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Chinese CCTV camera provider Hikvision ‘advertised’ ethnicity recognition technology in UK

The controversial security camera provider, which is facing a national ban, denies selling the tech to British clients.

By Matthew Gooding

Hikvision, the controversial Chinese security camera company which is facing a ban in the UK, advertised ethnicity recognition technology to clients in Britain and the rest of Europe, it has been reported.

Hikvision cameras are set to be banned in the UK. (Photo by Lutsenko_Oleksandr/Shutterstock)

A brochure on Hikvision’s website advertised “optional demographic profiling facial analysis algorithms” to customers including “gender, race/ethnicity, age”. It said the service was being offered in partnership with a UK start-up, FaiceTech.

The brochure was removed by Hikvision following an investigation by The Guardian, which first reported the story. The company says it has never sold the technology to UK clients, while FaiceTech denies working directly with Hikvision.

Why are Hikvision cameras controversial?

Partially owned by the Chinese government, Hikvision is the largest CCTV provider in the world and has a client list spanning the globe including UK institutions such as schools, local authorities and research labs. It currently supplies up to 60% of UK public bodies with CCTV cameras according to a report by Big Brother Watch, which found that the cameras from Hikvision and another Chinese company with links to the government in Beijing, Dahua, are used by 73% of local authorities, 35% of police forces and 63% of schools in the UK.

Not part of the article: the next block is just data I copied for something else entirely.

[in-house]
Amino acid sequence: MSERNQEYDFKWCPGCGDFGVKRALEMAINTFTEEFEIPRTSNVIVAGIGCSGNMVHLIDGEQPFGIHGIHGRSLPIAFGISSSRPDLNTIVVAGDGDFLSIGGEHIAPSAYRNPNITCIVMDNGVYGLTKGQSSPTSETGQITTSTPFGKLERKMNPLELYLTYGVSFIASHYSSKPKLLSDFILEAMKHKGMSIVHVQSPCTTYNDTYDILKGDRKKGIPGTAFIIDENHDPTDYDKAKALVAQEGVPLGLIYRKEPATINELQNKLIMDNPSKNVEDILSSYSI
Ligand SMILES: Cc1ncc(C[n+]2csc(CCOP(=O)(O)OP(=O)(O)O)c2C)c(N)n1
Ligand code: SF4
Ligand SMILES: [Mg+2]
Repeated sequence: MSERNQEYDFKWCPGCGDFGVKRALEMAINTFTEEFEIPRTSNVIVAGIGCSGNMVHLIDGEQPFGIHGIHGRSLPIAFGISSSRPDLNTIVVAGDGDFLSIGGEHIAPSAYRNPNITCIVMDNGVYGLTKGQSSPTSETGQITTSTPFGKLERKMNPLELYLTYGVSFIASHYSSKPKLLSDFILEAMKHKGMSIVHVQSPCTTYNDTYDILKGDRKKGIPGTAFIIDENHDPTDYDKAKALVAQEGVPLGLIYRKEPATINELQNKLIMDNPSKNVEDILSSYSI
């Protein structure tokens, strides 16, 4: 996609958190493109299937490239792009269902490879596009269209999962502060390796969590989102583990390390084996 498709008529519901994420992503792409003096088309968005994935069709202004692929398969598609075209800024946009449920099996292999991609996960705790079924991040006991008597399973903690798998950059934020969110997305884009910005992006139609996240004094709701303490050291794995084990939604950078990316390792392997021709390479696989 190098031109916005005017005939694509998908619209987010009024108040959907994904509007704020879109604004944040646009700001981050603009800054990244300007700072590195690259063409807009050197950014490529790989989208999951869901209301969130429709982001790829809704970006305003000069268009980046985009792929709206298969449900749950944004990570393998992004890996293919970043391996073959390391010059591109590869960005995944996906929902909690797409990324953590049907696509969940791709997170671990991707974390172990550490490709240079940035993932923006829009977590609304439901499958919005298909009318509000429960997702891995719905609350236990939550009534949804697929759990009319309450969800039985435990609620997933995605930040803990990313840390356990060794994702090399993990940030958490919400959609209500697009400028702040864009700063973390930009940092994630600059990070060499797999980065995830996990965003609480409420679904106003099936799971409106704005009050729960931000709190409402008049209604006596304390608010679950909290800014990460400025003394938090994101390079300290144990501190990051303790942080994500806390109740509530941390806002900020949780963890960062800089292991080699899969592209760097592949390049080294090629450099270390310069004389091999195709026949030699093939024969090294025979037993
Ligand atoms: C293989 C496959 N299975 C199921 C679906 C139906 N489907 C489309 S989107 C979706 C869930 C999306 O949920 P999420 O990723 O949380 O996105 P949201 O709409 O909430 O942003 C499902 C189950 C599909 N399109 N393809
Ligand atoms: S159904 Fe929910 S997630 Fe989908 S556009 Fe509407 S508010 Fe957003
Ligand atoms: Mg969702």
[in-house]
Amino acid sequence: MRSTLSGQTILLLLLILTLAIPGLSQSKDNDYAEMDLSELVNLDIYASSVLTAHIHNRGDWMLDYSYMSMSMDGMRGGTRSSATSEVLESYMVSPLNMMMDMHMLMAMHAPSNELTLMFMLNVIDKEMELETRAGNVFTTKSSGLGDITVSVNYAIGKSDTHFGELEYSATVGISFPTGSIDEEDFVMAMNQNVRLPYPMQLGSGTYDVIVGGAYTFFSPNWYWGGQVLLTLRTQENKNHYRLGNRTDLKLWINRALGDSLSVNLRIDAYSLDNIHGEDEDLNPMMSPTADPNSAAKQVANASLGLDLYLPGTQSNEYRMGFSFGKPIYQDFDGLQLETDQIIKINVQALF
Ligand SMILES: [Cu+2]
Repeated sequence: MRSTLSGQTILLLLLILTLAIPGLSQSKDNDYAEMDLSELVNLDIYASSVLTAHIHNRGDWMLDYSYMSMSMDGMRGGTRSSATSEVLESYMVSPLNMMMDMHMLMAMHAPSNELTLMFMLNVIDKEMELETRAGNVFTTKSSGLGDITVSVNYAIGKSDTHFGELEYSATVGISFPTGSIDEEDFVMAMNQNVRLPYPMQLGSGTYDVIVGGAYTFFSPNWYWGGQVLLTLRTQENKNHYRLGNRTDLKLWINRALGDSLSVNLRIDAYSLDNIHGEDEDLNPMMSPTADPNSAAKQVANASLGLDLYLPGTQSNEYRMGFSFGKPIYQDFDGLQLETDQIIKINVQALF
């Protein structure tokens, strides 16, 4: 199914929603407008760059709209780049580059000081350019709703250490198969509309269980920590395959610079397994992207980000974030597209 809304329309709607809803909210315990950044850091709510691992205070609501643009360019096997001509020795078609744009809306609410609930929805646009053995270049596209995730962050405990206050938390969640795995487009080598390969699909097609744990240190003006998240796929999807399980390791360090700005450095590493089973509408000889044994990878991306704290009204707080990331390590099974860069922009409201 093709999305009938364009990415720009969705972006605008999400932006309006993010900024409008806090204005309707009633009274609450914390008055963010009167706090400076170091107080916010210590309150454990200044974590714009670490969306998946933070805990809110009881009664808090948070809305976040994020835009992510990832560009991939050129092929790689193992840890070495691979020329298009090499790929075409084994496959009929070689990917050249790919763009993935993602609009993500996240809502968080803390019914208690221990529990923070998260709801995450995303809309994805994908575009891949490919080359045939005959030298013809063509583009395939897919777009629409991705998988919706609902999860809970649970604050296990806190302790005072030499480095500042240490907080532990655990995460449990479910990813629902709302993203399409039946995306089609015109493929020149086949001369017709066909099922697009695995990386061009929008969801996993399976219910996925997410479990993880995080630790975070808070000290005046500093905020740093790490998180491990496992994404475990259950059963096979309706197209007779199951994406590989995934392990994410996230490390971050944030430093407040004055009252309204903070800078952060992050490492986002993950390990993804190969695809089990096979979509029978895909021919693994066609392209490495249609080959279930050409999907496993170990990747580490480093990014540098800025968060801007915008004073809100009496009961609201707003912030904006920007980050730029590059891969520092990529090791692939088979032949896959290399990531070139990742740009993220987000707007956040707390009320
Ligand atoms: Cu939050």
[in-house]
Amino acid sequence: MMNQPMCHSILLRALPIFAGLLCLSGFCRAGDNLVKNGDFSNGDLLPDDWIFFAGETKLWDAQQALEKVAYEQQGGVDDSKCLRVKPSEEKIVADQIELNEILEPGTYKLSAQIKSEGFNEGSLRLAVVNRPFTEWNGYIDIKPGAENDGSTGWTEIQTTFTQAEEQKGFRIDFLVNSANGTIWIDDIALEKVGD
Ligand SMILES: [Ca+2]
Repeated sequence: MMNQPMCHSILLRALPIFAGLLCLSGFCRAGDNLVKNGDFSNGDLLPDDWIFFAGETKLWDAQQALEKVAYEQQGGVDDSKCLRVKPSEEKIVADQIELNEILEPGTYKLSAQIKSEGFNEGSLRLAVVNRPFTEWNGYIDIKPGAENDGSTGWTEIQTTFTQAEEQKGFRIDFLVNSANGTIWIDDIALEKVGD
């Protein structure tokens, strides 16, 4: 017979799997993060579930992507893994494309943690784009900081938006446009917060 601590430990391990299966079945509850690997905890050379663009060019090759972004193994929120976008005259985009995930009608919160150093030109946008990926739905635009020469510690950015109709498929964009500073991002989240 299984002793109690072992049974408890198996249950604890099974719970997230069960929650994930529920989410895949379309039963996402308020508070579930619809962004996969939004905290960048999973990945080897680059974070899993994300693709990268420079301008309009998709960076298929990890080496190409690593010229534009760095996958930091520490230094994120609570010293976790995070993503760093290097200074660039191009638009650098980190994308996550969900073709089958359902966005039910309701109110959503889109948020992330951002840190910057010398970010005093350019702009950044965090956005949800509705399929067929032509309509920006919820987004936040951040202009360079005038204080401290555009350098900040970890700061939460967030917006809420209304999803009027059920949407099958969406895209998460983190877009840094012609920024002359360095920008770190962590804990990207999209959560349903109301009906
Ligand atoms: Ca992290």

However, campaigners here have been calling for their use to be banned, particularly when it comes to sensitive locations, because the company is alleged to have played a role in aiding Chinese oppression in the Xinjiang province and Tibet, where cameras have been used to spy on the Uyghur community. The company has admitted its cameras may have been used by the Chinese authorities in so-called “re-education” camps for Uyghurs.

Hikvision is already blacklisted by the US government, and last month cabinet office minister Oliver Dowden announced new installations of Hikvision cameras would be banned from all UK public buildings. An amendment was subsequently added to related legislation, despite opposition from the government, which will require ministers to publish a timeline for the removal from public sector supply chains of equipment provided by companies like Hikvision that have been involved in modern slavery, genocide or crimes against humanity.

Speaking to Tech Monitor when the news was announced, Professor Fraser Sampson, the outgoing UK Biometrics and Surveillance Cameras Commissioner, said banning the cameras from government buildings is “the easy bit”, and now the hard work begins. “We need a risk-based timeline to address all the issues, some of which can be done now but others take years,” Professor Sampson said. “We are no longer asking whether certain security companies can be trusted, we now accept they can’t, but we need to work out how to verify those we can trust.”

Hikvision and ethnicity recognition technology

FaiceTech has denied ever working with Hikvision on ethnicity recognition technology, and called on the company to remove the brochure. A legal letter sent to Hikvision asked for the document to be taken down as it “is likely to deceive the public into a mistaken belief that our client is in some way associated with Hikvision,” The Guardian reports.

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Tech Monitor has approached Hikvision for comment, but a spokesperson for the company told The Guardian: “The brochures in question detail the potential application of our cameras, with technology built independently by FaiceTech and other partners.

Hikvision has never been involved in their development process and plays no role in any potential implementation and usage of those solutions. Hikvision does not sell its product direct to market, rather through distributors and integrators. This particular capability has never been sold in the UK by Hikvision.

“Hikvision has never knowingly or intentionally committed human rights abuses itself or acted in wilful disregard and will never do so in the future.”

Read more: Facial recognition needs a stronger case in law enforcement

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